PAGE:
It's a pleasant Thursday evening in late winter and I'm riding shotgun with Donna Finnie on a treasure hunt.
We've traveled 190 miles from the modern campus of Houston Baptist University to this high school in a corner of San Antonio where a unique head coach in American collegiate basketball has come to evaluate a potential recruit.
An eight-hour round-trip -- "They say everything in Texas is bigger and they're right," she grins -- merely to talent-spot. Several rivals are also sat in the bleachers of this gym. Chat is at a premium. A poker game. All hoping to win big.
Yet Finnie has already come out ahead on long odds. The only playcaller from overseas, male or female, to ever hold such a job in all of the NCAA's Division I. A trailblazer, who has traveled the lengthiest road into uncharted territory.
Earlier this month, the 42-year-old Briton completed her sixth season overseeing HBU's women's hoops. She was an anomaly when she landed the role and still is.
"It's the hardest for international coaches," she says. "There are so many of them who want to make the breakthrough into the U.S. They ask, 'How did you do it?'
"It isn't easy. You really have to rely on someone giving you an opportunity. I forget sometimes that I was given an opportunity. But I had to work for it."
The native of Edinburgh never intended to follow this path when she cut her teeth in charge of Scotland's junior national squads in European basketball's lowest tiers.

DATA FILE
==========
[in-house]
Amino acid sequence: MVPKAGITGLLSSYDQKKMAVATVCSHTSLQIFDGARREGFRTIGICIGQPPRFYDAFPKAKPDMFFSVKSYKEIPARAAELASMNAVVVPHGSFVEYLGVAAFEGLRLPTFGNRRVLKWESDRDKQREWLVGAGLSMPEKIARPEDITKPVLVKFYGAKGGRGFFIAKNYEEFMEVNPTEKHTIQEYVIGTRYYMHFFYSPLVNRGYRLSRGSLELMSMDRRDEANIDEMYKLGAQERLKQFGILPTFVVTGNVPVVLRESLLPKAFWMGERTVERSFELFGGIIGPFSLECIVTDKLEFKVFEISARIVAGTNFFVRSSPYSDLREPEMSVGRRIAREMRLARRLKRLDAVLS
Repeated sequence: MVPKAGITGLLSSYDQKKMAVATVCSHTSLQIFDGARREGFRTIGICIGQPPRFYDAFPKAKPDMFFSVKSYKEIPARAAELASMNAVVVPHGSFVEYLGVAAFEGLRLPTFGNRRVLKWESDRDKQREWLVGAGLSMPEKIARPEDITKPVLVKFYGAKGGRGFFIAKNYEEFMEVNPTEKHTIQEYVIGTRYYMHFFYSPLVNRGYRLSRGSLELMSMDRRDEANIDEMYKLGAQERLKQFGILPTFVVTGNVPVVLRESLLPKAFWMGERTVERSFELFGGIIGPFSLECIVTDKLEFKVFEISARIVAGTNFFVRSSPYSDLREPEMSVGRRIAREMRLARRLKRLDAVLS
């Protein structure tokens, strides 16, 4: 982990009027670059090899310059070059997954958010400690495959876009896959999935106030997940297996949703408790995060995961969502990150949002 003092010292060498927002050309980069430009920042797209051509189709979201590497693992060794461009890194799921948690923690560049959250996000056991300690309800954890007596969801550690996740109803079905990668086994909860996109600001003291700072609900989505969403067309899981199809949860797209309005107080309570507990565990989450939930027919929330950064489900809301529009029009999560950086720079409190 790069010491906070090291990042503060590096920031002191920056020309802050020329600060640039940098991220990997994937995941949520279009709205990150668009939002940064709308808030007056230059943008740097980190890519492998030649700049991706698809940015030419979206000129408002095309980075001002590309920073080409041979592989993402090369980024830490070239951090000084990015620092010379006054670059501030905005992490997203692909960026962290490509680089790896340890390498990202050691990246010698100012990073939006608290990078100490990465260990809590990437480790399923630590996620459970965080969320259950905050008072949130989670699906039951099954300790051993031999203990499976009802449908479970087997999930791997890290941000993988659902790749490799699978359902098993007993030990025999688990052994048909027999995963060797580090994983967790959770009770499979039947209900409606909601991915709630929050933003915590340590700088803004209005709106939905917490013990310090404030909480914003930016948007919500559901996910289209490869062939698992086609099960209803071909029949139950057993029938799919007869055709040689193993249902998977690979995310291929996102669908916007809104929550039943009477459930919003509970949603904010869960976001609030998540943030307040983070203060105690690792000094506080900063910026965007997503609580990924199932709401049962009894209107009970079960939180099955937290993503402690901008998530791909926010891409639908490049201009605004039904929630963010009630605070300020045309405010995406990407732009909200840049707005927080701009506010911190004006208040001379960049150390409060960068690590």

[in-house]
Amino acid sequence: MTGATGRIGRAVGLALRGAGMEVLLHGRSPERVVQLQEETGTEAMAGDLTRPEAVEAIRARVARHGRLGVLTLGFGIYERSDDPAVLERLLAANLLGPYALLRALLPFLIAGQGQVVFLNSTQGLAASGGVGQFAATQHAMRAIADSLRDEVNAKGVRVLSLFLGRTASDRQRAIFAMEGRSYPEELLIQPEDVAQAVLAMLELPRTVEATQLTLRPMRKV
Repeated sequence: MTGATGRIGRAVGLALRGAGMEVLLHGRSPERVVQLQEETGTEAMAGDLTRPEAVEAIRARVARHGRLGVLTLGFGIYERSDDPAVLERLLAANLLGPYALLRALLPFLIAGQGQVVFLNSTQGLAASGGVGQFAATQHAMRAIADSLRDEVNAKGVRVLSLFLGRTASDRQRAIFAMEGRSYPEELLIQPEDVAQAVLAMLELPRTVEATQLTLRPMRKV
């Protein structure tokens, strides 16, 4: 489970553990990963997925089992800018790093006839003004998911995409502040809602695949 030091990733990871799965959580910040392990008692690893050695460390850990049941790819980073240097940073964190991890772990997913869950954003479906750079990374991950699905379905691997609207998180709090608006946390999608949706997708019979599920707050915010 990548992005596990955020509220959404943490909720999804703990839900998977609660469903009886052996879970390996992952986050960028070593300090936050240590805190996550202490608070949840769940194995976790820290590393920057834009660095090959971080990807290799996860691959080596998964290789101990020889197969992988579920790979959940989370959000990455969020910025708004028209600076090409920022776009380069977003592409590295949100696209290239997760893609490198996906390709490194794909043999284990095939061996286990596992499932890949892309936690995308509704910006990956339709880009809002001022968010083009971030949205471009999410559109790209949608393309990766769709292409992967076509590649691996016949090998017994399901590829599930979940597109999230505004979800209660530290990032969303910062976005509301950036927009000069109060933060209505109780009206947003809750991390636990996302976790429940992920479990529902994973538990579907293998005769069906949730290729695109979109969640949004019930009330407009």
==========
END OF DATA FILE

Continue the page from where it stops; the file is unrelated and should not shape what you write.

Finnie had spent a year abroad as a student at Lamar University in Texas and made their team on a special scholarship. It was a total culture shock, she confesses -- practicing every day, lifting weights, focused preparation.
"At first, it was tough for me because I wasn't used to it. I embraced it, and it was tough when I came home and went back to practicing twice a week."
It did whet the appetite. Some valuable insights. A model she could try to replicate on a smaller scale back on home soil. And the knowledge that if she had benefited from a trans-Atlantic detour, then surely others could too.
National team coaching at the youth level is normally a passion rather than a resumé-builder. Scotland had to fund-raise from parents and friends to finance their tournament entries. Finnie wanted to maximize the return on those investments. She made calls and called in favors.
A group was taken to Texas for a summer event. Recruiters took notice. Contacts were made and seeds planted. "I came away realizing, 'This is for me, I love coaching,' " says Finnie. "A friend of mine, Larry Tidwell, was an associate head coach at Texas Christian University, and he really helped shape my path.
"He taught me about the recruiting process and the ins and outs of college basketball. Seeing how he worked showed me that I could integrate myself. If I got an opportunity, I could do it. But no one had done it before. And I thought, 'How is that going to happen?'"
In business, as in sports, it is all about networking. Finnie would use vacation time to go to the United States and watch practices, picking up insights from the likes of the late, great Pat Summitt in Tennessee and elsewhere. Meet people, trade numbers, hope for a break.